Try use the Indlandveien in sweden...faster and cheaper than norway. Visit the Sami school and museum in Jookmook...all worth it!! From there go to kiruna, cross through Sarek Nationalpark and do the rest of the kilometers in norway...great road and nature.
Hi Tabbi where are you in Germany Im in Quickborn by Hamburg.
I will give you a break down when Ive got back but we will be running up to Frederickshaven and then To Göteborg and then through the middle of Sweden up to Lapland, Finmark and then Norway and on the way back we are planning to do the Lofoten and the follow the coast down to Oslo or even back to Göteborg. This is the rough plan but it can and undoutedly will change.
I have just done the same trip in May this year on my XT600E. I was lucky not to have any mechanical issues however I did take a few spares just to enable me to get to a local garage. The only problem I had was having to get a new rear tyre in Halmstad. It cost three times what it would in the UK. The roads in Norway especially the north are very abrasive so my tip is buy a new set before you leave and just keep your old ones to put back on when the others need replacing.
This was my only mechanical problem. I camped in my tent most of the trip and it saved me a fortune (even in the bleak snowy north). Did stay in a Motel in skaidi. Needed it. Nice Swedish waitres to talk to.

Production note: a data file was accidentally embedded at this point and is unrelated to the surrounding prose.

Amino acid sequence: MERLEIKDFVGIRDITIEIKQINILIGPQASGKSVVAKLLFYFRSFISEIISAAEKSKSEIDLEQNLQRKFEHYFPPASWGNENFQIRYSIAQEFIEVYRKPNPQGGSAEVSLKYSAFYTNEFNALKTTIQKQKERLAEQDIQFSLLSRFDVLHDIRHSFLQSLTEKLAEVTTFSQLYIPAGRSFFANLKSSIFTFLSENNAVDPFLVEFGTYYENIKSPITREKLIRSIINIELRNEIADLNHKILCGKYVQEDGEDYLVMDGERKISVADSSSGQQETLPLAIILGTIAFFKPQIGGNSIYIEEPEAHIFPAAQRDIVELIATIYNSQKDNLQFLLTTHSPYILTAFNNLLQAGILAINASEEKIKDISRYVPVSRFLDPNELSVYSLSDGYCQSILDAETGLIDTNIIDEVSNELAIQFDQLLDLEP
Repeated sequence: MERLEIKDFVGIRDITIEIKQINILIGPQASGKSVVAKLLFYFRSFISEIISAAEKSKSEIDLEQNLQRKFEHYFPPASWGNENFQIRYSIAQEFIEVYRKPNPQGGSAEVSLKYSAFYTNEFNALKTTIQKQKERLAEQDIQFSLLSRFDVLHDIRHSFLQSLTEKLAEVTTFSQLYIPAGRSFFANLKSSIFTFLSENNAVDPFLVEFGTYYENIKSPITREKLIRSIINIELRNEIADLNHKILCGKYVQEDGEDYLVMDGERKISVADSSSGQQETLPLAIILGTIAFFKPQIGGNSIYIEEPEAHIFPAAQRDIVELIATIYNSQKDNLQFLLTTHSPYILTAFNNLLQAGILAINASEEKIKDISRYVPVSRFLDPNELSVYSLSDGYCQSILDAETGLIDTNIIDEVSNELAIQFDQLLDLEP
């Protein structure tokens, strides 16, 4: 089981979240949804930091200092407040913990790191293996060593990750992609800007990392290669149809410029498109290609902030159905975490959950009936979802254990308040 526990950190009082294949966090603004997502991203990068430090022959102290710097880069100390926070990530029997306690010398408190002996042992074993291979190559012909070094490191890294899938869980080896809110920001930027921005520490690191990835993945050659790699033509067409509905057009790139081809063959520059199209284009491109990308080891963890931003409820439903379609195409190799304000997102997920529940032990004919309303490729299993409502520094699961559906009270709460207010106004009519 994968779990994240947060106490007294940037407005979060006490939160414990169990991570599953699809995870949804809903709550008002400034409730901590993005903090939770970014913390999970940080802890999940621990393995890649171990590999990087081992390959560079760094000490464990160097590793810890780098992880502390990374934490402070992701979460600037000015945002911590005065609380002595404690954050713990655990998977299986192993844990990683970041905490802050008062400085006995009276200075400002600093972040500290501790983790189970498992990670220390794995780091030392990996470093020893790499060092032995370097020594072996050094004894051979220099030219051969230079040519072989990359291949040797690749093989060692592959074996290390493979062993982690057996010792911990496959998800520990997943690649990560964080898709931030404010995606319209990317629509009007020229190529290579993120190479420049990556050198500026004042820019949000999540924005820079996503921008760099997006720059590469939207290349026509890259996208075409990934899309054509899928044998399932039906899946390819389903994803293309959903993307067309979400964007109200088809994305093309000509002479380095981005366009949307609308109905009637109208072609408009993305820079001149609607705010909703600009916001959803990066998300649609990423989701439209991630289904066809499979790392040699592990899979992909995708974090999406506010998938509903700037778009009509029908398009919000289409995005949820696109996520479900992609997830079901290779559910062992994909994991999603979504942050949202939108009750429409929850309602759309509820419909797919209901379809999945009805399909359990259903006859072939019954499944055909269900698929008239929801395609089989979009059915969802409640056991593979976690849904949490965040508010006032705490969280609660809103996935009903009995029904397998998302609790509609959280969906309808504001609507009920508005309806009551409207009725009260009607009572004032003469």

I didn't struggle for fuel ether apart from the road to the cape which was touch and go. I only have a 15 ltr tank and a range of 190 miles. I stuck to a rule of topping up at the 100 mile mark. Worked for me.
I absolutely loved the adventure and I hope you both will too.
thanks I have just put a new set of Michelin Anakee 3's so I hope not to have any probs with that.Would you be so kind and send me the route that you used,
and what kind of daily milage you did and also any good camping grounds that you can remember. Not to forget that I shall be travelling 2up. Thanks also for the fuel tip I have a 19lt tank and will have 2lt as reserve but I will bare in mind what you said about every 100 miles to tank.
Hi, I did the Nordkapp trip last May on my DL650 Wee Strom. I followed E6 most of the route. But if you have the time, a worthwhile detour is the route 17 from Steinger to Bodo west coast and island hopping. Mozzies as others have mentioned will eat you alive. Fuel didnt have any issues there [ 2ltr spare strapped to bike]. When I crashed on Nordkapp I had Carol Nash recovery by my side within 3 hrs. Also assistance from local family. Put your worries to one side and ride it . You wont have a problem. If your not camping there are plenty of cabins to rent. Good luck